October 19, 2017

Paul Vogt (1926–2017)

Paul Vogt. Photo: the Museum Folkwang in Essen.

Paul Vogt, longtime director of the Museum Folkwang in Essen, Germany, died in Münster on October 1 at the age of ninety-one. The institution announced his passing on October 10.

Trained as an art historian, Vogt led Museum Folkwang from 1963 until 1988. During his tenure, Vogt worked to rebuild the museum’s collection, which had been purged of “degenerate art” by the Nazis. More than 1,400 artworks had been confiscated from the institution beginning in 1937. Vogt repurchased twenty paintings from the original collection of Folkwang founder Karl Ernst Osthof, including Paul Cézanne’s Steinbruch Bibémus (Bibémus Quarry)
, ca. 1885, and Ernst Ludwig Kirchner’s Tanzpaar (Couple), 1914.

Under Vogt’s leadership, the institution also established a photography department, and greatly expanded its permanent collection by adding works by American artists such as Mark Rothko, Barnett Newman, Jackson Pollock, Ad Reinhardt, and Franz Kline, along with modern and contemporary European pieces by Yves Klein, Gerhard Richter, Lucio Fontana, and the founders of the Zero group: Günter Uecker, Otto Piene, and Heinz Mack. Vogt was focused on restoring the museum’s reputation as the renowned contemporary art institution that prompted Paul J. Sachs, the cofounder of New York’s Museum of Modern Art, to call it “the most beautiful museum in the world.”

October 19, 2017

Portland Museum of Art Announces Artists Participating in 2018 Biennial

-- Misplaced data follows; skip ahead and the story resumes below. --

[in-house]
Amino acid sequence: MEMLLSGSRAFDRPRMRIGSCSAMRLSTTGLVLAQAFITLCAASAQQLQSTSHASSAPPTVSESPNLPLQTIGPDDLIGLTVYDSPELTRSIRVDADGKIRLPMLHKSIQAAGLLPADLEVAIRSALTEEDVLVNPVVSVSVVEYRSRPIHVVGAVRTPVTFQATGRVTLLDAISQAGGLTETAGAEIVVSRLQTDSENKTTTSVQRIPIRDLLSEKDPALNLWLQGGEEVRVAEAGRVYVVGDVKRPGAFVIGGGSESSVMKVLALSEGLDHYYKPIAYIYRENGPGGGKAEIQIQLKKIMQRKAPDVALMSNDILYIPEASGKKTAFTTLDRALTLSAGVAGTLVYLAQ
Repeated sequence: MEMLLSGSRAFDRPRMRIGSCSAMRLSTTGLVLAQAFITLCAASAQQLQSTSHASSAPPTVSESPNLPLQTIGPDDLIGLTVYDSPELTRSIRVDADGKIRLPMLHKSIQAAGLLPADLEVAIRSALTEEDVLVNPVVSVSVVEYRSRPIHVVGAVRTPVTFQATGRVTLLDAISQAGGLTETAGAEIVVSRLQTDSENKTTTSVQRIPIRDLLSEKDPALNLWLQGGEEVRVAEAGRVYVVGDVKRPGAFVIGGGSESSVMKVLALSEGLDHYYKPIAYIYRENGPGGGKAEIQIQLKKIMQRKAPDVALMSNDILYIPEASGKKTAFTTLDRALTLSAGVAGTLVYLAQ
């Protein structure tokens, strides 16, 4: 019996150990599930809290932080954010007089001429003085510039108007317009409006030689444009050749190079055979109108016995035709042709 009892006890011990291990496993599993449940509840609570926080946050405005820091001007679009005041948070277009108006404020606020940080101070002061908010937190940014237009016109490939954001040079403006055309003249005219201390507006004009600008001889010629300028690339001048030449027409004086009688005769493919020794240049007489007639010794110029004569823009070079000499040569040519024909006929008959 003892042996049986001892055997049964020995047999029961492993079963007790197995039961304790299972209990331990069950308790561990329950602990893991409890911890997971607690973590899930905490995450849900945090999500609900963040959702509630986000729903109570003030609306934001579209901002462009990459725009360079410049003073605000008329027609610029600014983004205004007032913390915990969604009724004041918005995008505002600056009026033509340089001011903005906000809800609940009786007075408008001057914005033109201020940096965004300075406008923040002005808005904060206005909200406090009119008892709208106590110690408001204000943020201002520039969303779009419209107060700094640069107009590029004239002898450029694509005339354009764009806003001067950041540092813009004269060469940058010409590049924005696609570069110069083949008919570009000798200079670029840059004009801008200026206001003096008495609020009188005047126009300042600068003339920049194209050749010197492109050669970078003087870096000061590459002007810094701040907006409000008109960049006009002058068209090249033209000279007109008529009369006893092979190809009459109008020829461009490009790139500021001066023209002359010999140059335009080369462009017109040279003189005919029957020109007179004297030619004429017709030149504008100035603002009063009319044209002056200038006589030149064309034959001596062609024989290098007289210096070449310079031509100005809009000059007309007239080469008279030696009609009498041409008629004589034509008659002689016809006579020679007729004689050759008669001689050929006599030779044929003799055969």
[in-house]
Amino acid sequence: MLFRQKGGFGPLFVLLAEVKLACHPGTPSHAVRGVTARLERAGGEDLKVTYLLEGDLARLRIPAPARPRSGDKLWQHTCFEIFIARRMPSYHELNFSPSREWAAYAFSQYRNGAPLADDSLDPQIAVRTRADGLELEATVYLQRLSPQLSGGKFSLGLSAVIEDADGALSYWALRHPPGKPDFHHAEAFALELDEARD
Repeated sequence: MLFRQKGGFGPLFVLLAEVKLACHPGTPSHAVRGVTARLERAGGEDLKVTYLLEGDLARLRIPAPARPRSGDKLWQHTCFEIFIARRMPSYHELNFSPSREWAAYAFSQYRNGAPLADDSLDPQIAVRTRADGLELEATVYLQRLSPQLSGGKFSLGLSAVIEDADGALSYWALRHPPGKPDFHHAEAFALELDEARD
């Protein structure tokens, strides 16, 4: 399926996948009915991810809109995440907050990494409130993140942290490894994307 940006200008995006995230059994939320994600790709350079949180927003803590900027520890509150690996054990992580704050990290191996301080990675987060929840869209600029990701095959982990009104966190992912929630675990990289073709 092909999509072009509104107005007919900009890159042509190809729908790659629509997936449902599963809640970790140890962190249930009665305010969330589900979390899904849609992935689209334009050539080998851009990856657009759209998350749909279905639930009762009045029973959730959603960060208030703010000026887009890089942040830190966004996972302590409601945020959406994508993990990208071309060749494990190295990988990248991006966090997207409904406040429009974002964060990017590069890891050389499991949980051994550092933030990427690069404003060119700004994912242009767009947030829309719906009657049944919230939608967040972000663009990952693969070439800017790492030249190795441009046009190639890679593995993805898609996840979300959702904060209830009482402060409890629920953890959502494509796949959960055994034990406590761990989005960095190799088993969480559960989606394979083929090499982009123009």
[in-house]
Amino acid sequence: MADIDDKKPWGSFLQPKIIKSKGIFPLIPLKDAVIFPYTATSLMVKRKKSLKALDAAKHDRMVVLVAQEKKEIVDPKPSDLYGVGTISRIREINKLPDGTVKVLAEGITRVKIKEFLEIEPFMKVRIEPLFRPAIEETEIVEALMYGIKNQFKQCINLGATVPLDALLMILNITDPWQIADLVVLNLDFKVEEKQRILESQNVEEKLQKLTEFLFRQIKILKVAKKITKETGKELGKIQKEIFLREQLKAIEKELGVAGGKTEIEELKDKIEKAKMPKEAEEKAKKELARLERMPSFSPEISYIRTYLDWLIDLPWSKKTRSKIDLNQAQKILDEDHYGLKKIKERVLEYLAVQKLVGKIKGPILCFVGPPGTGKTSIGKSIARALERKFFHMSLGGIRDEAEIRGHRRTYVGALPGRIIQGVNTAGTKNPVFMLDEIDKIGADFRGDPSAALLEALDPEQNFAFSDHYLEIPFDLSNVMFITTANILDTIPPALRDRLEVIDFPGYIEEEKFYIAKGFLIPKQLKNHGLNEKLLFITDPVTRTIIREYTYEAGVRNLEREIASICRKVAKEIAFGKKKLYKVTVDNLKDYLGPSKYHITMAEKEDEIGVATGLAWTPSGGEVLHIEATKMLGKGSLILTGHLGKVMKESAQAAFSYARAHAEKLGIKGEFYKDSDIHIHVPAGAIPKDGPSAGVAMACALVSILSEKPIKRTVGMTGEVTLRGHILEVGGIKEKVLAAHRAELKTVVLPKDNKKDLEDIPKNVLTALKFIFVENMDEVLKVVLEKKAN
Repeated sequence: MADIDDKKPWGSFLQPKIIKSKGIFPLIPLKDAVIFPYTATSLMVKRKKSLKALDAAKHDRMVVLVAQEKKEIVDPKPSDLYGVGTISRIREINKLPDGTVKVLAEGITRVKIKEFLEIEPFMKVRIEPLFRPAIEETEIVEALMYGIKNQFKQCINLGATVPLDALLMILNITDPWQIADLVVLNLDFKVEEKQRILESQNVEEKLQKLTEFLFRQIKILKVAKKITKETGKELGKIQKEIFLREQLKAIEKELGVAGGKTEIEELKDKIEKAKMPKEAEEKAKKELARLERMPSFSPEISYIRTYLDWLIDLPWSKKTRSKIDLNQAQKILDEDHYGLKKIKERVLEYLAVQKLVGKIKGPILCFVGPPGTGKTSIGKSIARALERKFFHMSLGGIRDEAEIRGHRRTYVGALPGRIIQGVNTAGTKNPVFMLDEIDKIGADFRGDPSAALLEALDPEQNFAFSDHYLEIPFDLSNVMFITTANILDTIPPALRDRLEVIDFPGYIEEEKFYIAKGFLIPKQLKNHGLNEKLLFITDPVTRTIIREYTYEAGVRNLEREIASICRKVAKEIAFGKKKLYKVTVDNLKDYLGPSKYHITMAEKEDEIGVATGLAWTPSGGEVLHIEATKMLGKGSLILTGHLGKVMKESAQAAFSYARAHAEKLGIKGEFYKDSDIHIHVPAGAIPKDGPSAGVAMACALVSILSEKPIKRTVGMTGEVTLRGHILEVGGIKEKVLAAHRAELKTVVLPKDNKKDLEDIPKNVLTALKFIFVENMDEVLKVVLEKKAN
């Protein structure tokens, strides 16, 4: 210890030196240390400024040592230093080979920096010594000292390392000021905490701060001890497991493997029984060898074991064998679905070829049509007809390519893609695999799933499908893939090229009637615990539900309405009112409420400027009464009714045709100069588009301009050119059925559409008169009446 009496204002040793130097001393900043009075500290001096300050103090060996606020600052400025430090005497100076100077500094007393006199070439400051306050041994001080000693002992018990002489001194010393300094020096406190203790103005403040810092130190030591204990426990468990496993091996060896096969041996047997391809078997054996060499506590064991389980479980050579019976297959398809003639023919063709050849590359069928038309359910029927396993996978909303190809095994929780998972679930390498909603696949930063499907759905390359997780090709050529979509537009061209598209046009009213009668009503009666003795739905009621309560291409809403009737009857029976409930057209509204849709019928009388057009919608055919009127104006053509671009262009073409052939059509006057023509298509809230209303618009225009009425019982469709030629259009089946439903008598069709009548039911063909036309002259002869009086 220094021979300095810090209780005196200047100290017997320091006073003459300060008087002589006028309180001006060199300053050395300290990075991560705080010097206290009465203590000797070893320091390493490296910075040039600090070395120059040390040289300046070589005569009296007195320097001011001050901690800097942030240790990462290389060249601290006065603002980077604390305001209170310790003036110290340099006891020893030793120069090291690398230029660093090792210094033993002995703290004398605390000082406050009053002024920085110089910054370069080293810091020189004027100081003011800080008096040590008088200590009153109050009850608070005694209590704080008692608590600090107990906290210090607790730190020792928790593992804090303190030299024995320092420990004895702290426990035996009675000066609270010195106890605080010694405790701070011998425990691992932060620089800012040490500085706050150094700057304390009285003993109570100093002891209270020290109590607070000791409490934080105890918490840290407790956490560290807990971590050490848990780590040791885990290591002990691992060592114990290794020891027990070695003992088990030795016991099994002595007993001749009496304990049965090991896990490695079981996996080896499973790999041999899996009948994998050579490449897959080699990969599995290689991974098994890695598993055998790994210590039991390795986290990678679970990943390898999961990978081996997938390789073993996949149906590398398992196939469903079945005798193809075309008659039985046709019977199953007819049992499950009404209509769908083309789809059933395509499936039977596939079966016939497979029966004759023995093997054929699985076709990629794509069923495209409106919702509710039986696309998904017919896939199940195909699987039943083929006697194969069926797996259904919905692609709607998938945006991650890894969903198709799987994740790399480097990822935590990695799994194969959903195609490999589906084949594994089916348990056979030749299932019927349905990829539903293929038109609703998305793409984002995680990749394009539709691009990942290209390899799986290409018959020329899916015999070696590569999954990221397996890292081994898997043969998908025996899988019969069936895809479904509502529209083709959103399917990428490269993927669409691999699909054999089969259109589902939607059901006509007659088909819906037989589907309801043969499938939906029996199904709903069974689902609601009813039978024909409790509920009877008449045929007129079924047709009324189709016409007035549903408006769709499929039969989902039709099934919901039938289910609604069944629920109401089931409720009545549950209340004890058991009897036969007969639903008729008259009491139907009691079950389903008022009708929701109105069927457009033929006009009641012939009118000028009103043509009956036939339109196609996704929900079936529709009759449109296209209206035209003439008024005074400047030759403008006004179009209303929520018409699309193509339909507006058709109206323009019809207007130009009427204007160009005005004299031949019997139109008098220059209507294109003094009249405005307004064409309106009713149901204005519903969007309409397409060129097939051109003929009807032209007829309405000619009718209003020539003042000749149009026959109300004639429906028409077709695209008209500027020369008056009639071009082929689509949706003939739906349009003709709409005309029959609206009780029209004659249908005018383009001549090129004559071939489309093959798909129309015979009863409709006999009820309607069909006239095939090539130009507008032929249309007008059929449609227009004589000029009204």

Portland Museum of Art in Maine.

Maine’s Portland Museum of Art has announced the participating artists for its 2018 biennial, which opens on January 26, 2018. Among those exhibiting works are painter Anne Buckwalter, photographer Rosamond Purcell, mixed-media artists Gina Adams and David Minter, and canoe-maker David Moses Bridges. All artists live in Maine or have ties to the state.

“Rather than put together a ‘greatest hits’ exhibition,” said independent curator Nat May, “we wanted to use the opportunity of the Biennial to focus on artists who hadn’t previously participated in PMA Biennials or other programming at this institution. To show work in a museum can be an important step for an artist, and to present work to a museum audience can invite a unique opportunity for dialogue and exchange in our varied cultural community.”

The complete artist list is as follows:

October 19, 2017

Pyotr Pavlensky Charged for Paris Bank Fire

Pyotr Pavlensky in front of the Bank in France in Paris. Photo: Twitter @capucinema

Russian performance artist Pyotr Pavlensky, and his partner, Oksana Shalygina, were charged with destruction of property after he set fire to the façade of the Bank of France branch located in Place de la Bastille in Paris on Monday, Anna Codrea-Rado of the New York Times reports.